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Ann N Y Acad Sci. 2009 Jan;1152:154-64. doi: 10.1111/j.1749-6632.2008.03990.x.

Rescuing the subprime meltdown in insulin exocytosis in diabetes.

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1
Department of Physiology, University of Toronto, Toronto, Ontario, Canada. ekwan@bidmc.harvard.edu

Abstract

Neuroendocrine pancreatic islet beta-cells secrete the hormone insulin in response to glucose stimulation and adapt efficiently to increased demand by peripheral tissues to maintain glucose homeostasis. Insulin is packed within dense-core granules, which traffic and dock onto the plasma membrane whereby a Ca(2+) stimulus evokes exocytosis by soluble N-ethylmaleimide-sensitive factor attachment protein receptor (SNARE), complex-mediated, membrane fusion. Recent studies have unveiled postdocking steps mediated by "priming" factors that influence SNARE complex assembly to confer fusion readiness to the docked granules. This review will summarize recent insights into the priming role for Munc13 in the exocytosis of insulin granules. We present evidence for the interaction of Munc13-1 with exocytotic substrates involved in cAMP-mediated potentiation of insulin release, the latter we show to mediate enhanced granule-to-granule fusion events underlying compound exocytosis. We thus also further review the current understanding of granule-to-granule fusion. As agents acting on cAMP signaling are clinically used to augment insulin release in diabetes, this better understanding of priming steps may reveal additional novel therapeutic strategies to increase the capacity for insulin release to improve the treatment of diabetes.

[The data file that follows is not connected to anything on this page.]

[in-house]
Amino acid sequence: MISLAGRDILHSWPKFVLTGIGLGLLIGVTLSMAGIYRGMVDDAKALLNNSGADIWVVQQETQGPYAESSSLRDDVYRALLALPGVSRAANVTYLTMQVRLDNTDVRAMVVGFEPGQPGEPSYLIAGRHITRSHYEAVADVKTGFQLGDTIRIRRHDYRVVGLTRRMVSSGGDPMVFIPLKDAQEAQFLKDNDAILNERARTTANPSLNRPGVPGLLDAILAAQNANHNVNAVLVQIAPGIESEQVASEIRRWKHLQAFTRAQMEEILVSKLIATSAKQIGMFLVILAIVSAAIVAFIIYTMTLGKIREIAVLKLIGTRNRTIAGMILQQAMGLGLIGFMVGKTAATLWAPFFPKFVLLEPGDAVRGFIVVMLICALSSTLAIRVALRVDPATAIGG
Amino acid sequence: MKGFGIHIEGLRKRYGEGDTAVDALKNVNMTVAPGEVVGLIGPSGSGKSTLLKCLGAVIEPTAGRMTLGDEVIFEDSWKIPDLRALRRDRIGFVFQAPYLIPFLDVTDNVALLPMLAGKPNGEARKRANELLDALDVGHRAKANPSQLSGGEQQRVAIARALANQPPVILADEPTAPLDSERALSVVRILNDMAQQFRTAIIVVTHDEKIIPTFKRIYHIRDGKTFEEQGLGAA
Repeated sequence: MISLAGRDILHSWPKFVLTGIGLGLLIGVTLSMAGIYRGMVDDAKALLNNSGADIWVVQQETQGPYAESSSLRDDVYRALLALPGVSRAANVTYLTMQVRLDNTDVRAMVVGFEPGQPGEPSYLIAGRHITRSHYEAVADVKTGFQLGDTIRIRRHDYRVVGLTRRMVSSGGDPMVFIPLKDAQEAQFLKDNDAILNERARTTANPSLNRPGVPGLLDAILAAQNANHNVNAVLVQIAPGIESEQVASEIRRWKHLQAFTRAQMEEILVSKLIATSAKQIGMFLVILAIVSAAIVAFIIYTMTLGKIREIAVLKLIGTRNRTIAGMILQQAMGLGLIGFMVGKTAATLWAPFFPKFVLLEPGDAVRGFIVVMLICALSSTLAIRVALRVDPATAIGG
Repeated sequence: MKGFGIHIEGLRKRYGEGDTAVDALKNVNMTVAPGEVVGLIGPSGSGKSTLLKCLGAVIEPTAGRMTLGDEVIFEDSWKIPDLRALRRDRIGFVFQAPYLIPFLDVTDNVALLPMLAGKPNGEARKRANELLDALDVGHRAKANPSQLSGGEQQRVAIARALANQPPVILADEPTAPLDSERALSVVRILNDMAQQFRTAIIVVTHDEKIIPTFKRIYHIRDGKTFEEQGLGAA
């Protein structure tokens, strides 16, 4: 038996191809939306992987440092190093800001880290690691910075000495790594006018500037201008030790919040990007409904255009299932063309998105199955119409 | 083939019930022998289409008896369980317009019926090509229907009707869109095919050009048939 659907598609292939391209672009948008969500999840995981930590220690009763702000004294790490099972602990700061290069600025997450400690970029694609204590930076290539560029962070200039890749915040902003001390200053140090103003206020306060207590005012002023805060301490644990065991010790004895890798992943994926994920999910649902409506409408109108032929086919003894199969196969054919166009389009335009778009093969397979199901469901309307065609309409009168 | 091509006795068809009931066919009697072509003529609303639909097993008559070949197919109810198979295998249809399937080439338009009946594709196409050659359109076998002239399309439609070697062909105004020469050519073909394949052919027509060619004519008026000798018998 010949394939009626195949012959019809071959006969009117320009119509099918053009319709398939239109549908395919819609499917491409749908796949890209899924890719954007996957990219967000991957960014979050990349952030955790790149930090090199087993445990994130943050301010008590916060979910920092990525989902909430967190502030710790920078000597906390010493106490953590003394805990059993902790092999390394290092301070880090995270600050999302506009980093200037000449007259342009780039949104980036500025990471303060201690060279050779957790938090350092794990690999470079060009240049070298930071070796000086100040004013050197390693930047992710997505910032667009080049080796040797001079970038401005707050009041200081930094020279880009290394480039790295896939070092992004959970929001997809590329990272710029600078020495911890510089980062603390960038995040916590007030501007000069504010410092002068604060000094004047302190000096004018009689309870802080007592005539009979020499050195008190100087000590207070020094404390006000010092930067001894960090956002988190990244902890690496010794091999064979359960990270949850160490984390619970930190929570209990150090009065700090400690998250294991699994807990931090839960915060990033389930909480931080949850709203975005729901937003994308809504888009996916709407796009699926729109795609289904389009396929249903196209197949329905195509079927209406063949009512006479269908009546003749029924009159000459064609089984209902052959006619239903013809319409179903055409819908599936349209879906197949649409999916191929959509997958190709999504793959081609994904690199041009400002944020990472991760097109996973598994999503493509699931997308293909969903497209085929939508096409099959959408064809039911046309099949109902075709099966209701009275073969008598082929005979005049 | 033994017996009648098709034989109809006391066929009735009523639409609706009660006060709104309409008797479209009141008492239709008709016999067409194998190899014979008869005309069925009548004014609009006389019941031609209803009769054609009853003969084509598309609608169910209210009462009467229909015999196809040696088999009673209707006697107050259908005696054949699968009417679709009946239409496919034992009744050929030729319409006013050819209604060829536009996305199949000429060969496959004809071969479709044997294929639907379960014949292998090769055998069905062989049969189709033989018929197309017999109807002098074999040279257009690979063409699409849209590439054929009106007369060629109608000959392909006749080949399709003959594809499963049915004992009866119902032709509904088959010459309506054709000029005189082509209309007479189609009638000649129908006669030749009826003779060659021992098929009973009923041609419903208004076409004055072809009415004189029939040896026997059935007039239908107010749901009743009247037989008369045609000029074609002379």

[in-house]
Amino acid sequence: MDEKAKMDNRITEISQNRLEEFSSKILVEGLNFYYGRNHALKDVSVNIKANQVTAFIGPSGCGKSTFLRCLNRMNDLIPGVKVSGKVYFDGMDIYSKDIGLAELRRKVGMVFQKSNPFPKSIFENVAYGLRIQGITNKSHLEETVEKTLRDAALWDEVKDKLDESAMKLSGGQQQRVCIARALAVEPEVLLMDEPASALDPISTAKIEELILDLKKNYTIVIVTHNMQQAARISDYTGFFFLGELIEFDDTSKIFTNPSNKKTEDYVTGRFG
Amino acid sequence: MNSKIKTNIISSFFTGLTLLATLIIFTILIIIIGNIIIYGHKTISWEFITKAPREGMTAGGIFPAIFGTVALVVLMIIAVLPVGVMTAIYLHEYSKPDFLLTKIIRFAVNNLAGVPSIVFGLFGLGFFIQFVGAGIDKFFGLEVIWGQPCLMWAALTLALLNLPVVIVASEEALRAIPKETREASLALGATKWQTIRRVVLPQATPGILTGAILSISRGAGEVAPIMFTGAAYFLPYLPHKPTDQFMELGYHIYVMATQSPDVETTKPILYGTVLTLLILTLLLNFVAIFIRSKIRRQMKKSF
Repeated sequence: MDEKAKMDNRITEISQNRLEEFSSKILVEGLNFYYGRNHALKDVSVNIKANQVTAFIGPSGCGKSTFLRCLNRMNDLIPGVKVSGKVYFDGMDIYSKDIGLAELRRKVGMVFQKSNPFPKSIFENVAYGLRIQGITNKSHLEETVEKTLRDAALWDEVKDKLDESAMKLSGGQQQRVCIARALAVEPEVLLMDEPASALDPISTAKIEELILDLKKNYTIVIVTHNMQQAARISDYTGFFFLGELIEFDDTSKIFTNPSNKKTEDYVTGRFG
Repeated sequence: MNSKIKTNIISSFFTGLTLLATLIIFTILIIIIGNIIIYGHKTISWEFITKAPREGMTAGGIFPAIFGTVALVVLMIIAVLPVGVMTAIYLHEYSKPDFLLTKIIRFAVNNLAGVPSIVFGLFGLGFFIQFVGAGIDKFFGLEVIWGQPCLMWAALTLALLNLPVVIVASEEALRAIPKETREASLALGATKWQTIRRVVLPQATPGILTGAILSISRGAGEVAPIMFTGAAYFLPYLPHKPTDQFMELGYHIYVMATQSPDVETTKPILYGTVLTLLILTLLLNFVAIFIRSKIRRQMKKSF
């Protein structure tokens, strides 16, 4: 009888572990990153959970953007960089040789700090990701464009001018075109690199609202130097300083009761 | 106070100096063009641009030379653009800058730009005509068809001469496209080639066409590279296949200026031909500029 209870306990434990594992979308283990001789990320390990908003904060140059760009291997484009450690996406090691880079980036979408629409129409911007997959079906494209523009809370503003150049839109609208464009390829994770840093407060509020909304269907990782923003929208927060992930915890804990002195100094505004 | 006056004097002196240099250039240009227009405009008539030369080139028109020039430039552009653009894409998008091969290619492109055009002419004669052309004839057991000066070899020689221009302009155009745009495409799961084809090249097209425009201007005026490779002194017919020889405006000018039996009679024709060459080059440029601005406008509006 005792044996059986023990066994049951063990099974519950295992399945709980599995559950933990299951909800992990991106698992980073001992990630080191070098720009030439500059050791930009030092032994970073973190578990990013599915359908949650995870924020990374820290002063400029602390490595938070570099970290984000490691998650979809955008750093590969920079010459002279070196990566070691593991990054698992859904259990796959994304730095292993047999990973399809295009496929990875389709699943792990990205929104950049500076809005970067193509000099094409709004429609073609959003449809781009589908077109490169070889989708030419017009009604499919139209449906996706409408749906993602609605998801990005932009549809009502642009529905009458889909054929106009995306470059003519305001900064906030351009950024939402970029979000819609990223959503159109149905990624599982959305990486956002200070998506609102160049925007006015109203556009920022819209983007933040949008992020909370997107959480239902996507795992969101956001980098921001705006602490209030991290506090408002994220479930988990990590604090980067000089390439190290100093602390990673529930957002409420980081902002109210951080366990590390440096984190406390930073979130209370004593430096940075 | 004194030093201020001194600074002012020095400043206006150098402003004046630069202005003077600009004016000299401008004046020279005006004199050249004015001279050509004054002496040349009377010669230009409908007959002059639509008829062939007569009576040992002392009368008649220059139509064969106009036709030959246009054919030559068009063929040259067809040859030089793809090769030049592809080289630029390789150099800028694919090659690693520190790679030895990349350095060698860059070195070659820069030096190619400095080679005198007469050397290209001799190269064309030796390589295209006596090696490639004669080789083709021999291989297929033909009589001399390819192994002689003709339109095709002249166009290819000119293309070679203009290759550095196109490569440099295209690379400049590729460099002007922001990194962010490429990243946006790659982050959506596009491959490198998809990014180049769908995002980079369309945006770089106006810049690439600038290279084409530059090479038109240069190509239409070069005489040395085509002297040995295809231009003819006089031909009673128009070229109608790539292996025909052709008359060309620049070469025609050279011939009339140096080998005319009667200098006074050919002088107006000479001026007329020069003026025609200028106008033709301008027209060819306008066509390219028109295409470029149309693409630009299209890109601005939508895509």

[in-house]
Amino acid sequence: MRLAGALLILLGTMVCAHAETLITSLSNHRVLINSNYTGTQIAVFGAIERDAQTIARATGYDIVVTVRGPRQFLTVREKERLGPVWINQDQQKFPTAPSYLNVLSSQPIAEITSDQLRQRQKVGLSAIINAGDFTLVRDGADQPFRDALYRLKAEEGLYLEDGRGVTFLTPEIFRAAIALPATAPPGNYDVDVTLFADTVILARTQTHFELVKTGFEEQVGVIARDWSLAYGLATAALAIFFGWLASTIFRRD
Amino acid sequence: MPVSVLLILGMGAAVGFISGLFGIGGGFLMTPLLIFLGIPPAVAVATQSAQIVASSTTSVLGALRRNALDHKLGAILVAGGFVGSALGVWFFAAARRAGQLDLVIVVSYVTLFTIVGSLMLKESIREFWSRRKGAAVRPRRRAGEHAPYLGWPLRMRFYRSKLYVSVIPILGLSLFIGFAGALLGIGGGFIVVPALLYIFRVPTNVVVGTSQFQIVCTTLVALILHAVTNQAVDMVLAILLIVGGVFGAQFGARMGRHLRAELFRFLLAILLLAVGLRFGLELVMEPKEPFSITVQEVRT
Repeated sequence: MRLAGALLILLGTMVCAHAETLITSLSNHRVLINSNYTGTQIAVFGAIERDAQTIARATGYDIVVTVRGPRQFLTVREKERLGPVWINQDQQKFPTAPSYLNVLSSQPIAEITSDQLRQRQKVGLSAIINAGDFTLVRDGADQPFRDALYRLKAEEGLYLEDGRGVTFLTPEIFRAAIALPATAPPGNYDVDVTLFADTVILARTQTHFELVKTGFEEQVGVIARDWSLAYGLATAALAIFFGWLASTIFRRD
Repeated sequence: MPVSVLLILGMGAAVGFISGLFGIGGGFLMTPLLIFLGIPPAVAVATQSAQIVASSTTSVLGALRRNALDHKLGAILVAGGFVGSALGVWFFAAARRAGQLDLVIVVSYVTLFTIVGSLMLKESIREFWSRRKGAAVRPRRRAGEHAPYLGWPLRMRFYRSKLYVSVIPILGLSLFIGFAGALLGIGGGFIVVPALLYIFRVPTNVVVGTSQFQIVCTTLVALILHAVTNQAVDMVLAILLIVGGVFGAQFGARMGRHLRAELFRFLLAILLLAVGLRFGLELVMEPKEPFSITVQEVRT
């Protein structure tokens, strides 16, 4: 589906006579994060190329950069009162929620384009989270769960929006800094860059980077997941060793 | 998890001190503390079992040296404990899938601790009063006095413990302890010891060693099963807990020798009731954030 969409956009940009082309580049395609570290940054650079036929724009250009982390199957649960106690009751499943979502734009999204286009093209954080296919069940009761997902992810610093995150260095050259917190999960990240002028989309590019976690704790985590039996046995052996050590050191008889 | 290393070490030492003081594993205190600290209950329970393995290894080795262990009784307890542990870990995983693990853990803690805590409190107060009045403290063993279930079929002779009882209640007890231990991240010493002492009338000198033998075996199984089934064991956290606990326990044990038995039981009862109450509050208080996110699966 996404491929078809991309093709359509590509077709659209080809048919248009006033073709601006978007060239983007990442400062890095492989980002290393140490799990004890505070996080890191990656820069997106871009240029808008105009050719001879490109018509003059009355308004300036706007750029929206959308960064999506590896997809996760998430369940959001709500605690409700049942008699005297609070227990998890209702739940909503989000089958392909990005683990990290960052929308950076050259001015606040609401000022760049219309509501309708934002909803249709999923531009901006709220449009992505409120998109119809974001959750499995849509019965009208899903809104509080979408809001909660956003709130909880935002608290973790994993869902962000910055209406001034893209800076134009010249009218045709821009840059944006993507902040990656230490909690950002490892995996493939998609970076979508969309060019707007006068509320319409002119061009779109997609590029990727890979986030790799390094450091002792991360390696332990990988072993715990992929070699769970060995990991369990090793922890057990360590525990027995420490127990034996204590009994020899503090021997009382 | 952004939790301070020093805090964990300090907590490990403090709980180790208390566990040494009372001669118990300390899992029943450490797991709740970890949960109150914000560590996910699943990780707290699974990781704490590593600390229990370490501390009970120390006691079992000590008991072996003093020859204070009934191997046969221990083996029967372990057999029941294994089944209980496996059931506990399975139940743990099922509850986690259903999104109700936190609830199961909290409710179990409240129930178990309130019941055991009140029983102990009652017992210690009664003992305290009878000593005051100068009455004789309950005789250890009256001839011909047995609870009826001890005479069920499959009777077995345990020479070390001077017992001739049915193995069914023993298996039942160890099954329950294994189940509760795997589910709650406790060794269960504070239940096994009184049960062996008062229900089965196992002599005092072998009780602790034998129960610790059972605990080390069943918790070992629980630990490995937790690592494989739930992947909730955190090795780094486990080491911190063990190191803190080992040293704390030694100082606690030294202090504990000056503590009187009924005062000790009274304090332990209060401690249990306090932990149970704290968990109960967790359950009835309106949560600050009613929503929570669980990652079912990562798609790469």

[Indexed for MEDLINE]

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